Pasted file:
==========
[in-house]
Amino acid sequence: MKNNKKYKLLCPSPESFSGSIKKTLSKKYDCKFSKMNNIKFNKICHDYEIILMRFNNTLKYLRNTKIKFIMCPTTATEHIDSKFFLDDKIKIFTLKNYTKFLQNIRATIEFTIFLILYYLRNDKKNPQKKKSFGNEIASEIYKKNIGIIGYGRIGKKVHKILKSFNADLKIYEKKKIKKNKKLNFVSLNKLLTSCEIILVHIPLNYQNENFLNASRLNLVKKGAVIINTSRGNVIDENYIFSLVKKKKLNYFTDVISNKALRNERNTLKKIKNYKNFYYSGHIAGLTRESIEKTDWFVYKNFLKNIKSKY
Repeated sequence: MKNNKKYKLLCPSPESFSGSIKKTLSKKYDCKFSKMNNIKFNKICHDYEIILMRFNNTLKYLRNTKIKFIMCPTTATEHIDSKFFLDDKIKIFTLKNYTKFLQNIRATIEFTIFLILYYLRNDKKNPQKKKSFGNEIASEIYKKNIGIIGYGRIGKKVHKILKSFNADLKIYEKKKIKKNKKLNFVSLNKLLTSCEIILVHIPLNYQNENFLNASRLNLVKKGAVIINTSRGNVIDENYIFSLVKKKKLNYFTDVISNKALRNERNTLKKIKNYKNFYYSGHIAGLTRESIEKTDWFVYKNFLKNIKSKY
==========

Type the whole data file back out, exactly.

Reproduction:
[in-house]
Amino acid sequence: MKNNKKYKLLCPSPESFSGSIKKTLSKKYDCKFSKMNNIKFNKICHDYEIILMRFNNTLKYLRNTKIKFIMCPTTATEHIDSKFFLDDKIKIFTLKNYTKFLQNIRATIEFTIFLILYYLRNDKKNPQKKKSFGNEIASEIYKKNIGIIGYGRIGKKVHKILKSFNADLKIYEKKKIKKNKKLNFVSLNKLLTSCEIILVHIPLNYQNENFLNASRLNLVKKGAVIINTSRGNVIDENYIFSLVKKKKLNYFTDVISNKALRNERNTLKKIKNYKNFYYSGHIAGLTRESIEKTDWFVYKNFLKNIKSKY
Repeated sequence: MKNNKKYKLLCPSPESFSGSIKKTLSKKYDCKFSKMNNIKFNKICHDYEIILMRFNNTLKYLRNTKIKFIMCPTTATEHIDSKFFLDDKIKIFTLKNYTKFLQNIRATIEFTIFLILYYLRNDKKNPQKKKSFGNEIASEIYKKNIGIIGYGRIGKKVHKILKSFNADLKIYEKKKIKKNKKLNFVSLNKLLTSCEIILVHIPLNYQNENFLNASRLNLVKKGAVIINTSRGNVIDENYIFSLVKKKKLNYFTDVISNKALRNERNTLKKIKNYKNFYYSGHIAGLTRESIEKTDWFVYKNFLKNIKSKY